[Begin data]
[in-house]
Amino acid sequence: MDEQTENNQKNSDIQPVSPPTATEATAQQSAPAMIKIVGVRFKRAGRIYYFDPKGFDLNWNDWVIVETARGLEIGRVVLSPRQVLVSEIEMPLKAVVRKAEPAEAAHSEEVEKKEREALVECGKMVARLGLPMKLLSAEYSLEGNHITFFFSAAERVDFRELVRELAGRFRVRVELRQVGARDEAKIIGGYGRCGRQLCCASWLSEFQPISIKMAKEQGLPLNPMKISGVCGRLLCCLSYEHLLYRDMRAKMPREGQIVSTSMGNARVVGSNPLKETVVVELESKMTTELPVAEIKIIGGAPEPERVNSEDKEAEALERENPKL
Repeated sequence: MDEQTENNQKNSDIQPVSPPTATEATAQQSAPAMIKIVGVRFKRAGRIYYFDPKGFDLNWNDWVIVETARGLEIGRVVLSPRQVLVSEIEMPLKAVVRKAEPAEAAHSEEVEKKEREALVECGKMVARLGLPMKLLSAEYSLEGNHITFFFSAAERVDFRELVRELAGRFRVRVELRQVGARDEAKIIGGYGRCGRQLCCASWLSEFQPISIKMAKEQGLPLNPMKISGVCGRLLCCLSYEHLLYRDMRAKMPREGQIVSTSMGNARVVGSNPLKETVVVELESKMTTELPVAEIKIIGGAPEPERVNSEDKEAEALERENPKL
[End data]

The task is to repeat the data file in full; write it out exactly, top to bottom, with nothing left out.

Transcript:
[in-house]
Amino acid sequence: MDEQTENNQKNSDIQPVSPPTATEATAQQSAPAMIKIVGVRFKRAGRIYYFDPKGFDLNWNDWVIVETARGLEIGRVVLSPRQVLVSEIEMPLKAVVRKAEPAEAAHSEEVEKKEREALVECGKMVARLGLPMKLLSAEYSLEGNHITFFFSAAERVDFRELVRELAGRFRVRVELRQVGARDEAKIIGGYGRCGRQLCCASWLSEFQPISIKMAKEQGLPLNPMKISGVCGRLLCCLSYEHLLYRDMRAKMPREGQIVSTSMGNARVVGSNPLKETVVVELESKMTTELPVAEIKIIGGAPEPERVNSEDKEAEALERENPKL
Repeated sequence: MDEQTENNQKNSDIQPVSPPTATEATAQQSAPAMIKIVGVRFKRAGRIYYFDPKGFDLNWNDWVIVETARGLEIGRVVLSPRQVLVSEIEMPLKAVVRKAEPAEAAHSEEVEKKEREALVECGKMVARLGLPMKLLSAEYSLEGNHITFFFSAAERVDFRELVRELAGRFRVRVELRQVGARDEAKIIGGYGRCGRQLCCASWLSEFQPISIKMAKEQGLPLNPMKISGVCGRLLCCLSYEHLLYRDMRAKMPREGQIVSTSMGNARVVGSNPLKETVVVELESKMTTELPVAEIKIIGGAPEPERVNSEDKEAEALERENPKL